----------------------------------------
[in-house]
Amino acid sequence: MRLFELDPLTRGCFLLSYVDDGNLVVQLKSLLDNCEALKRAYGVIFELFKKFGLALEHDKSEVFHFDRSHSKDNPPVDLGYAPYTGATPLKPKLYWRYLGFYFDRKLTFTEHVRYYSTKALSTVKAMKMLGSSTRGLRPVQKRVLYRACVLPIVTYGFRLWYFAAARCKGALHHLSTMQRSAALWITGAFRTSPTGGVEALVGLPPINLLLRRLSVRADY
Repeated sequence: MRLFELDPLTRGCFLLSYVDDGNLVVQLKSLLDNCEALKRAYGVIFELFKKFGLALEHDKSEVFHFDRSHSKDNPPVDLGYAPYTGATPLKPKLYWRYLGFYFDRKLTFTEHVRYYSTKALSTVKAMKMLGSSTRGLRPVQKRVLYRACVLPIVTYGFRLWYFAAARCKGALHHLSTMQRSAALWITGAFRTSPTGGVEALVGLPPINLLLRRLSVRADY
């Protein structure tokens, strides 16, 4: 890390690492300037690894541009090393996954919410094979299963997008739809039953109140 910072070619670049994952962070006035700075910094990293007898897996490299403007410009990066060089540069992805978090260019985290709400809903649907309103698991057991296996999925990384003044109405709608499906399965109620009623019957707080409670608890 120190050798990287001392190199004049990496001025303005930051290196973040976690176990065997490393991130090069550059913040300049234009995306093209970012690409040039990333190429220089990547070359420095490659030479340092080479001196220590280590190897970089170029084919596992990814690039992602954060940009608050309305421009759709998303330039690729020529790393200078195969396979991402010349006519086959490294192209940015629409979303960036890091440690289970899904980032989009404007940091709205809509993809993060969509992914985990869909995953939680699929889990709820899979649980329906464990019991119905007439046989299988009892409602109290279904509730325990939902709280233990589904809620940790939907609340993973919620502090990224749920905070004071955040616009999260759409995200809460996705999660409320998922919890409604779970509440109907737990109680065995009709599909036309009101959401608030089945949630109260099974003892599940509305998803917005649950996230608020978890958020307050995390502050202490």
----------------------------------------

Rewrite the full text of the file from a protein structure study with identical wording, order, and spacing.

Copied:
[in-house]
Amino acid sequence: MRLFELDPLTRGCFLLSYVDDGNLVVQLKSLLDNCEALKRAYGVIFELFKKFGLALEHDKSEVFHFDRSHSKDNPPVDLGYAPYTGATPLKPKLYWRYLGFYFDRKLTFTEHVRYYSTKALSTVKAMKMLGSSTRGLRPVQKRVLYRACVLPIVTYGFRLWYFAAARCKGALHHLSTMQRSAALWITGAFRTSPTGGVEALVGLPPINLLLRRLSVRADY
Repeated sequence: MRLFELDPLTRGCFLLSYVDDGNLVVQLKSLLDNCEALKRAYGVIFELFKKFGLALEHDKSEVFHFDRSHSKDNPPVDLGYAPYTGATPLKPKLYWRYLGFYFDRKLTFTEHVRYYSTKALSTVKAMKMLGSSTRGLRPVQKRVLYRACVLPIVTYGFRLWYFAAARCKGALHHLSTMQRSAALWITGAFRTSPTGGVEALVGLPPINLLLRRLSVRADY
């Protein structure tokens, strides 16, 4: 890390690492300037690894541009090393996954919410094979299963997008739809039953109140 910072070619670049994952962070006035700075910094990293007898897996490299403007410009990066060089540069992805978090260019985290709400809903649907309103698991057991296996999925990384003044109405709608499906399965109620009623019957707080409670608890 120190050798990287001392190199004049990496001025303005930051290196973040976690176990065997490393991130090069550059913040300049234009995306093209970012690409040039990333190429220089990547070359420095490659030479340092080479001196220590280590190897970089170029084919596992990814690039992602954060940009608050309305421009759709998303330039690729020529790393200078195969396979991402010349006519086959490294192209940015629409979303960036890091440690289970899904980032989009404007940091709205809509993809993060969509992914985990869909995953939680699929889990709820899979649980329906464990019991119905007439046989299988009892409602109290279904509730325990939902709280233990589904809620940790939907609340993973919620502090990224749920905070004071955040616009999260759409995200809460996705999660409320998922919890409604779970509440109907737990109680065995009709599909036309009101959401608030089945949630109260099974003892599940509305998803917005649950996230608020978890958020307050995390502050202490």